This week, the National Galleries of Scotland in Edinburgh opens a huge Ron Mueck exhibition. As BB readers know, Mueck creates incredibly detailed sculptures of hyperreal figures. (Previous BB posts about Mueck here and here.) From an article in The Telegraph (photo by Gautier Deblonde/Anthony d'Offay Gallery):
The studio is a workshop packed with tools and equipment, some of which Mueck has invented for his own ends. Scattered on the floor were anatomical text books, photography, hair pieces and bits and bobs of semblances of human anatomy. The pinboard displayed shots of babies' faces, mythological creatures, grotesque faces, cartoon-like figures, and close-ups of eyeballs. Susanna Greeves, a former director of the Anthony d'Offay Gallery, who has worked with the artist for many years, says that Mueck 'lavishes extraordinary care on hand-making his model's eyes in many stages, building up a transparent lens over a coloured iris and deep black pupil. When he finally inserts them, the effect is startling...'
Advances in technology have enhanced his technique, but much of his actual process has been used by sculptors down the ages. He makes plaster maquettes to test ideas, does drawings of various sizes and takes decisions on the scale of the piece. He then sculpts the figure in clay with all the lifelike touches that will appear in the final sculpture. A mould is made of the clay figure and he casts it out in fibreglass resin and silicone. The skin of his figures, which tempts people to peer at it to see if it could be real, is built up from layers of silicone. The lower layers are impregnated with pigment, resulting in a finish that has the slight transparency of the real thing. Each hair is sewn by hand.
This gadget does exactly as promised: it looks like a thumbdrive (sort of) and fries the circuitry of any computer it’s plugged into. It’s made from camera flash parts, is charged with a standard AA battery, and delivers a 300V zap of DC destruction to the port for all your USB-murdering needs. Note that this […]
The Cobham catalog, exposed by The Intercept, features countless pages of surveillance gadgets sold to U.S. police to spy on American citizens: tiny black boxes with a big interest in you. In the creepily bland feature lists and nerdy product names is a whisper of a dark future; perhaps darker than anyone can imagine.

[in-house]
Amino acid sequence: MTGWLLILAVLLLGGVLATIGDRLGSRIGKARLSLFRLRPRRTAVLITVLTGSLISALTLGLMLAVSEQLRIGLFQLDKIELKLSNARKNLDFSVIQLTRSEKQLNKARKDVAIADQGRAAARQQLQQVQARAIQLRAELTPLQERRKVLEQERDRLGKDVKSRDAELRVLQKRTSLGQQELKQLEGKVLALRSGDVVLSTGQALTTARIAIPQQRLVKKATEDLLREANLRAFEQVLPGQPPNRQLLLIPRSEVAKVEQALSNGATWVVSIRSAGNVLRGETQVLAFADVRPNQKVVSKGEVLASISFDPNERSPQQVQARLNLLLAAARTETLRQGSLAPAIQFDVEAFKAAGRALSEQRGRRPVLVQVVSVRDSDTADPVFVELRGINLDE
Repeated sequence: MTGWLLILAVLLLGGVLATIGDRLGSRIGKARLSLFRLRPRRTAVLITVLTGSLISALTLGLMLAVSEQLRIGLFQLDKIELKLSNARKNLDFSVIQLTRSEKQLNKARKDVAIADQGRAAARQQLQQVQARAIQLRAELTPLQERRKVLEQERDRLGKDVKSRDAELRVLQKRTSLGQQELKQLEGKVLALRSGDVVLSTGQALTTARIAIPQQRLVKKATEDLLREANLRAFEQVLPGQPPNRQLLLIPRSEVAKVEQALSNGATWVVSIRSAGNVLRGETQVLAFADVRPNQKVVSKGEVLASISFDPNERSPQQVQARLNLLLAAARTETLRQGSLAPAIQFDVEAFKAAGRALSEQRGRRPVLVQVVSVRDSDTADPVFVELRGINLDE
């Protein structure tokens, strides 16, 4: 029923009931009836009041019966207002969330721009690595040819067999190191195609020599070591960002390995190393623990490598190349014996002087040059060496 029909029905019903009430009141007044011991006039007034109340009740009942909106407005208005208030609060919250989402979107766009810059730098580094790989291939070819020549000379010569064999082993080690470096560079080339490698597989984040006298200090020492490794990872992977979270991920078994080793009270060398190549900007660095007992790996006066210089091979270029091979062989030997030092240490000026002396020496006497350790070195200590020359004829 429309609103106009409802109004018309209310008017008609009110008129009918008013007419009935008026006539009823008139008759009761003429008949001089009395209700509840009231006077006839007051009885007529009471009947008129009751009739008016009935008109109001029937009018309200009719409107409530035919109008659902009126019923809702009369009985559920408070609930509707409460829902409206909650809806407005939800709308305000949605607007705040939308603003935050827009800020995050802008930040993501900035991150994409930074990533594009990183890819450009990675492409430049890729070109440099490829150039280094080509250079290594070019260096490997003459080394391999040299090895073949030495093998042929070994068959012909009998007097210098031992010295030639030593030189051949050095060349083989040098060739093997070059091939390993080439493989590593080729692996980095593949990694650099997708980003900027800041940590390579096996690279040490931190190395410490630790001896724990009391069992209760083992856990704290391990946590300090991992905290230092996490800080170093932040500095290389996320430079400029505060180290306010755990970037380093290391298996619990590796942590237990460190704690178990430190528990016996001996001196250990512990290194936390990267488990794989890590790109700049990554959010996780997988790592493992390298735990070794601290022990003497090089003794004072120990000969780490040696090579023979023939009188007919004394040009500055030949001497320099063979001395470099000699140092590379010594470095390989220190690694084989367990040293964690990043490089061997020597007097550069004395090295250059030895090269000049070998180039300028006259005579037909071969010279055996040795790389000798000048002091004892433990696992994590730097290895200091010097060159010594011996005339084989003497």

This image depicts the most commonly-found stylesheet colors on the web’s top sites—Paul Hebert did an amazing amount of analysis and this is just one of the intriguing visualizations he came up with. Most of these are obvious staples, especially HTML red and blue, though it’s interesting how far the blue “cluster” is from the […]
Loot Crate is a totally different kind of subscription service that mails subscribers monthly boxes filled with curated geek, pop culture, and gamer paraphernalia. Its cult following awaits a box every month filled with everything from bobble heads to T-shirts to special edition collectibles. But nothing gets Loot Crate fans as excited as the limited […]
The ARMOR-X Mini Flexible Phone Tripod is a smartphone tripod that is designed with flexible legs to rest on virtually any type of surface. Other tripods have proved useless unless I conveniently have a flat surface in front of me, which is why this particular tripod was appealing enough to try out. The ARMOR-X is compact and easy […]
You don’t need to get an advanced degree and take out massive loans to become a coder. This bundle of 10 courses was designed to teach anyone to code at home for less than it costs to go out for dinner. I was particularly impressed with this new 2017 bundle because it includes courses on […]